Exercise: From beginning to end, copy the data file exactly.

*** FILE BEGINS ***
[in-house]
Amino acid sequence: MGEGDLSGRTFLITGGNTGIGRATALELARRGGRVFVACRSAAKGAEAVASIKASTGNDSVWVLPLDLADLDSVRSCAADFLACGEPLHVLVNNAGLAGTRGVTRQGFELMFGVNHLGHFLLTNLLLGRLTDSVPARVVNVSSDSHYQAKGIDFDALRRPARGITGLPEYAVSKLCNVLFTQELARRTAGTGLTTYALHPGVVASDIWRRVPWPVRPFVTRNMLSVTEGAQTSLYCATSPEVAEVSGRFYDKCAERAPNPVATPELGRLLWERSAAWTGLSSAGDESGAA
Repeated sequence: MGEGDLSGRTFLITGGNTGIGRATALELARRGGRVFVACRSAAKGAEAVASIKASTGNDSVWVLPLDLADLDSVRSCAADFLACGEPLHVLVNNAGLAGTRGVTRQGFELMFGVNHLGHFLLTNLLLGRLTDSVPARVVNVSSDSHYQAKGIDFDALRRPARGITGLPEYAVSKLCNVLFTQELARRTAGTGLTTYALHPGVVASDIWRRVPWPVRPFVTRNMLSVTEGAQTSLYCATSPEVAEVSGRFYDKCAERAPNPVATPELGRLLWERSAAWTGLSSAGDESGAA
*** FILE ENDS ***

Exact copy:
[in-house]
Amino acid sequence: MGEGDLSGRTFLITGGNTGIGRATALELARRGGRVFVACRSAAKGAEAVASIKASTGNDSVWVLPLDLADLDSVRSCAADFLACGEPLHVLVNNAGLAGTRGVTRQGFELMFGVNHLGHFLLTNLLLGRLTDSVPARVVNVSSDSHYQAKGIDFDALRRPARGITGLPEYAVSKLCNVLFTQELARRTAGTGLTTYALHPGVVASDIWRRVPWPVRPFVTRNMLSVTEGAQTSLYCATSPEVAEVSGRFYDKCAERAPNPVATPELGRLLWERSAAWTGLSSAGDESGAA
Repeated sequence: MGEGDLSGRTFLITGGNTGIGRATALELARRGGRVFVACRSAAKGAEAVASIKASTGNDSVWVLPLDLADLDSVRSCAADFLACGEPLHVLVNNAGLAGTRGVTRQGFELMFGVNHLGHFLLTNLLLGRLTDSVPARVVNVSSDSHYQAKGIDFDALRRPARGITGLPEYAVSKLCNVLFTQELARRTAGTGLTTYALHPGVVASDIWRRVPWPVRPFVTRNMLSVTEGAQTSLYCATSPEVAEVSGRFYDKCAERAPNPVATPELGRLLWERSAAWTGLSSAGDESGAA